The next crime is easily stated. The nation of Iraq had nothing whatever to do with the assault on the Twin Towers on 9/11. No Iraqis were among the hijackers. No link between the hijackers and Iraq has ever been found. And yet, the Bush administration consistently tries to link Iraq with this event in order to justify its war of aggression. Attacking a defenseless nation is an international crime, but it’s not quite cosmic. What makes the fiasco in Iraq cosmic in its criminality are the catastrophic impacts upon the Iraqi people. Even before the U.S. invasion in March 2003, Iraq was a nation reeling from a dozen years of brutal sanctions that even Madelyn Albright, the U.S. Secretary of State under Clinton, admitted had resulted in the deaths of upwards of 500,000 Iraqi children. These child deaths directly followed the embargo on hospital equipment and all other materials that would allow Iraq to repair its infrastructure devastated by American bombing in 1992. Water treatment plants could not be repaired. The result, in a country that prior to 1992 had boasted of the highest standard of living and education levels in all the Middle East, was a reversion to Stone-Age conditions. Then in 2003 the U.S. invaded again. The death toll since then has been estimated at upwards of 600,000 Iraqis, with over 2 million Iraqis fleeing their country and another 2 to 3 million displaced within the country. This in a population of only 26 million. To call this anything but a war crime is pure propaganda. Add to it the devastation that will follow forever from the uranium-tipped munitions our forces have spread throughout that sorry country, not to mention the destruction of a wealth of art and artifacts testifying to the very birth of civilization, and you have a cosmic crime. It should be borne in mind, incidentally, that the United States is the only nation ever to drop a nuclear weapon on civilians, its sanctimonious hectoring of nations like Iran and Iraq for even considering the development of such weapons notwithstanding. U.S. hypocrisy is itself cosmic.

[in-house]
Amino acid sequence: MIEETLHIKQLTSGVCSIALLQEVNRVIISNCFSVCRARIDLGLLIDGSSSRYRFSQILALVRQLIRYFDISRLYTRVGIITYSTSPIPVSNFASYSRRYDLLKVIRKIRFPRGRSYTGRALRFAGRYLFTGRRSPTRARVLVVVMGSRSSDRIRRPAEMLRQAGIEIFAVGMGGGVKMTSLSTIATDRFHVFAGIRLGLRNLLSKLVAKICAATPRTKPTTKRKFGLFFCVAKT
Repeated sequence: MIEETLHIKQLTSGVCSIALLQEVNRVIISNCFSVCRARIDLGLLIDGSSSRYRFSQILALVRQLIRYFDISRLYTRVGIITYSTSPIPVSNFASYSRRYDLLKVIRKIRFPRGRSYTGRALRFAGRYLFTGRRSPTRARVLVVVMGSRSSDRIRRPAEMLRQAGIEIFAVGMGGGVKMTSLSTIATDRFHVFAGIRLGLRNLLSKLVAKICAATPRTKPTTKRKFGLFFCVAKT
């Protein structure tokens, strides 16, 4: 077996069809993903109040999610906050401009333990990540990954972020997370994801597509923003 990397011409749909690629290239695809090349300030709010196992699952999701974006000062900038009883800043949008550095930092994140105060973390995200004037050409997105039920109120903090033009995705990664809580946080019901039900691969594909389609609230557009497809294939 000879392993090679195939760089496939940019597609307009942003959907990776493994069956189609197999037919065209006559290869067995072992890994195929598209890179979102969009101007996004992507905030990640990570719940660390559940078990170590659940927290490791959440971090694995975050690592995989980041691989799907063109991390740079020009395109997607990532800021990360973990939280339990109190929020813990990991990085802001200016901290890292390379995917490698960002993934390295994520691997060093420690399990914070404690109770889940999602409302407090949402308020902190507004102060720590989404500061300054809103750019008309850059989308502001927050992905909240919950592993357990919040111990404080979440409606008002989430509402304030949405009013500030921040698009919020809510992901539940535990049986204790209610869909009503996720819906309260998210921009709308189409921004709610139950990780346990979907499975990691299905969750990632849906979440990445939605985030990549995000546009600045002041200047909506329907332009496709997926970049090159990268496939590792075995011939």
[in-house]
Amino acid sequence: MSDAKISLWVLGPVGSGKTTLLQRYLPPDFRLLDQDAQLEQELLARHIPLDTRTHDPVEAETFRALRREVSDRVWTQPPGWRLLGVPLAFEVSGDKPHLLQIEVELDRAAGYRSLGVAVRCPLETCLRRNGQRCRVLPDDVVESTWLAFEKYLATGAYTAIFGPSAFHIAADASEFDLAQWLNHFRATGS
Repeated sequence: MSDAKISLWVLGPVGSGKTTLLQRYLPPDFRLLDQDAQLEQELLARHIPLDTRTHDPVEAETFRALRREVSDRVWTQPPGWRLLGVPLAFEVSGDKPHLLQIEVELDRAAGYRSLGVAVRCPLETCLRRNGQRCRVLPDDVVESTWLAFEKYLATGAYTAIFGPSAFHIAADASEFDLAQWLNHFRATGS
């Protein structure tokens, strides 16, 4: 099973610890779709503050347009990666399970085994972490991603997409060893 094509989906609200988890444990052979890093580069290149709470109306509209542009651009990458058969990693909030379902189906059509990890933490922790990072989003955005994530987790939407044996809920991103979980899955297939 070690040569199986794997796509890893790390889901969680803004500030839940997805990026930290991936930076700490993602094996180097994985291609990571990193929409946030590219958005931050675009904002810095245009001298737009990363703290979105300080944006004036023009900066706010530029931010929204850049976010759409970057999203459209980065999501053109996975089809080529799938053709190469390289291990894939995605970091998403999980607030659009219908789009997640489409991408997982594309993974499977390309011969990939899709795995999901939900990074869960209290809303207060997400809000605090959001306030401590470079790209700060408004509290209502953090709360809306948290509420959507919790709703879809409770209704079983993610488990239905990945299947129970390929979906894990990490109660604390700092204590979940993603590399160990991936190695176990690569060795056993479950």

Cosmic crime number three: global warming. It has taken me a long time to view Al Gore’s An Inconvenient Truth. Even after all that has been written and said about it, however, its effect is still shattering. While the whole world and each one of us shares responsibility for the carbon released into the atmosphere, the criminality enters only when a nation not only refuses to do anything about it, but works night and day to confuse the public by ridiculing and undermining the scientific evidence. What more needs to be said? The Bush Administration chiefly, but every single member of the U.S. Congress which collectively colluded in refusing to sign the Kyoto Treaty as well, is guilty of a cosmic crime. This is not simply a crime against an individual committed by a criminal looking to feed a drug habit. This is not "mere" murder, or even the murder of 3,000 innocent civilians in the 9/11 attack. This is the murder of an entire planet, of that planet’s life-support system. The data visually attested to by Gore’s film was shocking, infuriating, conclusive. The planet’s ice is melting. The water upon which billions depend is in jeopardy. The climate upon which life itself depends is changing, has changed in clearly measurable ways. To fiddle while the planet burns is a crime. It is the ultimate cosmic crime.

And yet. We tolerate an administration which concerns itself more with the sex habits of teenagers than with the melting of the planet. We tolerate an administration which the record shows has consistently lied about this issue, has consistenly suppressed and distorted the information upon which the public depends to make a decision. We tolerate world leaders who refuse to address the greatest challenge to life humans have ever faced. The cosmic crime is theirs. But, in the end, it is also ours. For we sit in our comfortable living rooms allowing ourselves to be "entertained" by cosmic crap on our flat-screen TVs, our ever more powerful music-and-video-downloading computers, our Ipod-delivered "personal" music, rather than attend to the crisis threatening our very existence as a species.

How else to describe such crimes other than to say they are cosmic, they are terminal, and as such may be the last ones we will ever be allowed to commit.

Lawrence DiStasi